For years Nokia has explicitly denied any rumors of making an Android phone, and for years many Nokia fans have hoped they would change their mind. Microsoft's purchase of Nokia last September didn't exactly incite confidence in those of us wanting to see Nokia branch out from Windows Phone, but it looks like there's still hope. For a while now we've been hearing of the Nokia Normandy, which is going to be Nokia's first Android phone, but it looks like there's a twist. Nokia might be forking Android much like Amazon did, replacing core Google services with Microsoft ones which pretty much eliminates the purpose of going Android in the first place. Without the Google Play Store you miss out on all the apps that make Android so good, and all the Google features like Google Now that have become a part of everyday life for many Android users. What's more the first Browsermark results are out for the Nokia Normandy, or model RM-980, and they pretty much confirm what we thought the Normandy might have onboard.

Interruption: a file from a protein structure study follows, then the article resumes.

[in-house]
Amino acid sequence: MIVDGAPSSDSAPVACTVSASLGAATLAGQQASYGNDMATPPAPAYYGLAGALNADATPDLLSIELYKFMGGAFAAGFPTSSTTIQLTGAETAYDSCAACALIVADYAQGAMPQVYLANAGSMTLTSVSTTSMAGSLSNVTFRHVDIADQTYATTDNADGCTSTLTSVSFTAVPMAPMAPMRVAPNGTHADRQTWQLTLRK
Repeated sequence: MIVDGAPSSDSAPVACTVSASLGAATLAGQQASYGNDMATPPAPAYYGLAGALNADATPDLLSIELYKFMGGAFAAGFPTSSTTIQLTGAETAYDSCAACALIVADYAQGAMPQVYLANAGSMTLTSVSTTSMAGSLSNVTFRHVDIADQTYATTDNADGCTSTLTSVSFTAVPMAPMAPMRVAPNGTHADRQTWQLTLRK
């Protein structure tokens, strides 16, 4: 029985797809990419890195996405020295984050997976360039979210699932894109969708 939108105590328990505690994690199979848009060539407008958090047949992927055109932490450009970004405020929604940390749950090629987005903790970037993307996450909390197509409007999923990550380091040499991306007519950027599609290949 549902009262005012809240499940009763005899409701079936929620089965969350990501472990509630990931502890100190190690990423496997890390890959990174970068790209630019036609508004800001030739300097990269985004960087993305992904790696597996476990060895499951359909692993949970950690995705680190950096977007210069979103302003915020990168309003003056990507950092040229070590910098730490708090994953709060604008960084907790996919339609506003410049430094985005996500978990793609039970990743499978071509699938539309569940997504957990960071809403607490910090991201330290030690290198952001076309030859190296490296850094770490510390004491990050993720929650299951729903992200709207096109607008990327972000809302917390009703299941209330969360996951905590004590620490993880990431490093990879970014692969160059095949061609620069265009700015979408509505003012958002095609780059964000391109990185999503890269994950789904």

While the Normandy scores better than the best Windows Phone out there, the Lumia 1020, that's not exactly saying a lot since most mid-range Android phones outscore the Lumia as well. The tests use Google's mobile Chrome browser, which is generally considered something of a standard when it comes to browsing speed and features, and might even give us a little hope that we could still see some Google apps on the Normandy. The Normandy's score of 1885 in Browsermark, which tests for page viewing speed as well as a number of other tests involving web-related content, comes just above the Lumia 1020's at 1776. That number is below even Sony's mid-range Xperia C, which comes in at 1984, and when you look at Android flagships like the HTC One which scores 2262 all the way up to the Galaxy Note 3 which scores 3041, you're looking at a significant performance difference. This is to be expected though as the Normandy has a dual-core Qualcomm Snapdragon S4 processor much like all the Windows Phones do anyway, which hasn't been considered high-end since mid-2012. Still if you're looking for a budget phone from a manufacturer that doesn't usually make Android devices, and are willing to take a gamble on whatever Nokia is going to change up with its own version of Android 4.4 KitKat, the Normandy looks to be releasing in the very near future, but worldwide availability is still unknown at this point.